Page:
The need for delivery and supplier resiliency

Are your recovery service levels up to date?

Alicia Kuhn

Alicia Kuhn

Director Advisory, Procurement & Business Services, KPMG US

+1 404 219 7978

Kim Huddle

Kim Huddle

Managing Director, Consumer & Retail Industry Lead, KPMG US

+1 832-515-7106

As our economy begins to spring back to normalcy from the initial COVID-19 response, the one-third of companies that reported less-than-hoped-for resilience from their offshore providers (May 2020 KPMG survey), many are examining the resiliency of their arrangements.  On the opposite side of the coin, only 7% of respondents reported issues in near shore locations.

For offshore users, COVID-19 exposed risks that include leanness unable to respond, infrastructure issues, and socio-economic issues.  By creating super-lean organizations, companies have increased efficiency and made it possible to serve more stakeholders across the globe. But “as the pandemic has made abundantly clear, the hyper-efficient, low cost country supply model is [less] resilient”, according to John Jullens, Strategy Principal from KPMG.  Infrastructure limitations to homes in some countries extended recovery time.  And, in a related issue, socio-economic status of some workers posed insufficient bandwidth for work-from-home resources who had elected no or low bandwidth contracts for their personal use.

Many 3rd party arrangements conceived of local and regional business disruptions, but not all contemplated global disruptions.  Systemic stress has ranged from overnight revenue shrinkage to overnight revenue explosion.  Disruptions such as this have made obvious that issues from operations as well as cash flow and borrowing mechanisms can jeopardize the enterprise and its place in the marketplace.  In some cases, BC/DR provisions that gradually stand up operations can be of little use where brand and enterprise viability are at stake.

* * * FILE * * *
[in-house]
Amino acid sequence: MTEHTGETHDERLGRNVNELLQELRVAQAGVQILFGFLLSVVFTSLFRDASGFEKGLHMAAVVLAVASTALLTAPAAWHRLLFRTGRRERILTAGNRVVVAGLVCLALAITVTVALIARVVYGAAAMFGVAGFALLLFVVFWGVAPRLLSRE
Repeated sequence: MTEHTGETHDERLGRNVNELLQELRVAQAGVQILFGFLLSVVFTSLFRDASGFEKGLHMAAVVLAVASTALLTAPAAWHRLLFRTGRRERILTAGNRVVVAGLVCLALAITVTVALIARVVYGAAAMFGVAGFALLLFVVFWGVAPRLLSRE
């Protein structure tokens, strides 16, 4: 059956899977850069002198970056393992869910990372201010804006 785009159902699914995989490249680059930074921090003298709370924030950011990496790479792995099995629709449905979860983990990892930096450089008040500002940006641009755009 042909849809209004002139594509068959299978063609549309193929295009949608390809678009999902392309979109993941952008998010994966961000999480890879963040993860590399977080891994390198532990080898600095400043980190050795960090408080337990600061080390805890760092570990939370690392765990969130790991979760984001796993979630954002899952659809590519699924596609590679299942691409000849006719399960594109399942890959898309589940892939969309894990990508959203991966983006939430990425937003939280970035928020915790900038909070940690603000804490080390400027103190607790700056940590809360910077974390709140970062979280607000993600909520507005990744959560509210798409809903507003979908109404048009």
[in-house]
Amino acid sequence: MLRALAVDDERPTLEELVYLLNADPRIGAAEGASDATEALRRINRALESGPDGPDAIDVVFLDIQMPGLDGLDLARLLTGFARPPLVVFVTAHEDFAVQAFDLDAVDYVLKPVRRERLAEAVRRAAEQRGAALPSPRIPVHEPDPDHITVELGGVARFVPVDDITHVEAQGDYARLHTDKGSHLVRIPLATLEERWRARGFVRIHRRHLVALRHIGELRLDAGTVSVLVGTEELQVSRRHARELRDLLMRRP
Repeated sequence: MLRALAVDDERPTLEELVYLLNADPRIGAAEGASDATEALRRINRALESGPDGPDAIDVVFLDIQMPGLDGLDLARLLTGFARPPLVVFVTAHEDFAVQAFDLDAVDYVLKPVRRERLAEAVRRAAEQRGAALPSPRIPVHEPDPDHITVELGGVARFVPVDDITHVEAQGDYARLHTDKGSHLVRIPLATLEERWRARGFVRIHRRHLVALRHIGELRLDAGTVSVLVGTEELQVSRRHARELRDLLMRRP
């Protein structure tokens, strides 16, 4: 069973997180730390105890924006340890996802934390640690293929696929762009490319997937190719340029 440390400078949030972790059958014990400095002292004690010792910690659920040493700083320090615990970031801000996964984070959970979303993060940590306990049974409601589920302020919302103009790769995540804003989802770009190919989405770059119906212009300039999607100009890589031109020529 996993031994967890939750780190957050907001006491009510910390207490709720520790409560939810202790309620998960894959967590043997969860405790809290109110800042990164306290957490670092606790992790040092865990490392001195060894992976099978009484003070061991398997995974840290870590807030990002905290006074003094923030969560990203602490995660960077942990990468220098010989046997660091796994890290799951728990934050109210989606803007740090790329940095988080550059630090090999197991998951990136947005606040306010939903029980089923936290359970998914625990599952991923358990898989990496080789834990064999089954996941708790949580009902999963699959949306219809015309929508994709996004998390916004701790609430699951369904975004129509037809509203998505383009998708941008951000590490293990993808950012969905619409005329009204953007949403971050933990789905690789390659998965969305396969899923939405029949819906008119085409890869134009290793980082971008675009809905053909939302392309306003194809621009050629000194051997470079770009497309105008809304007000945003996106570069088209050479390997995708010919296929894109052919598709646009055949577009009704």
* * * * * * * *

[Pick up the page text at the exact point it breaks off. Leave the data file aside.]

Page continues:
One tool that can help deal with business disruption is resiliency.  But such a notion is not always contemplated in 3rd party service provisioning.  Giving life to the concept of resilience, a concept that requires clear definition, is purposeful design.

KPMG advocates for resilient design, which has two vectors; resistance and recovery. Michigan State University presents a model for supply chain resilience that we think instructive - 3rd party supplier resiliency.  In their model, resistance is the capacity of the system to avoid or contain disruption, and recovery is the capacity to stabilize and to return to normal.

In times of emergency a range of disruptions may occur.  These could include things such as personnel unavailability, calls for cash conservation, systems outages, process disruption, order cancellations, production reforecasts, extended payment terms, reforecasting of cash, demand for scenario development, failure of an entire delivery channel (e.g. offshore delivery model), and more.

Key tools to avoid and contain disruption and to stabilize process and 3rd party supplier performance along with recovery from disruptions are planning and testing, location strategy, delivery model, horizontal work shifting and partnership assessment.

Planning and Testing:  Evaluation of risk should include the development of an analytical toolkit that contains models of potential events, tabletop workshops and simulations.  Simulations, for example, can be used to model and test the various possible ramifications of an event such as relocating a plant, or the result of a catastrophic event.  Models and workshops can be used to test the cost impact of redundancy built into critical processes, and analytical risk tools can be employed to accelerate the process.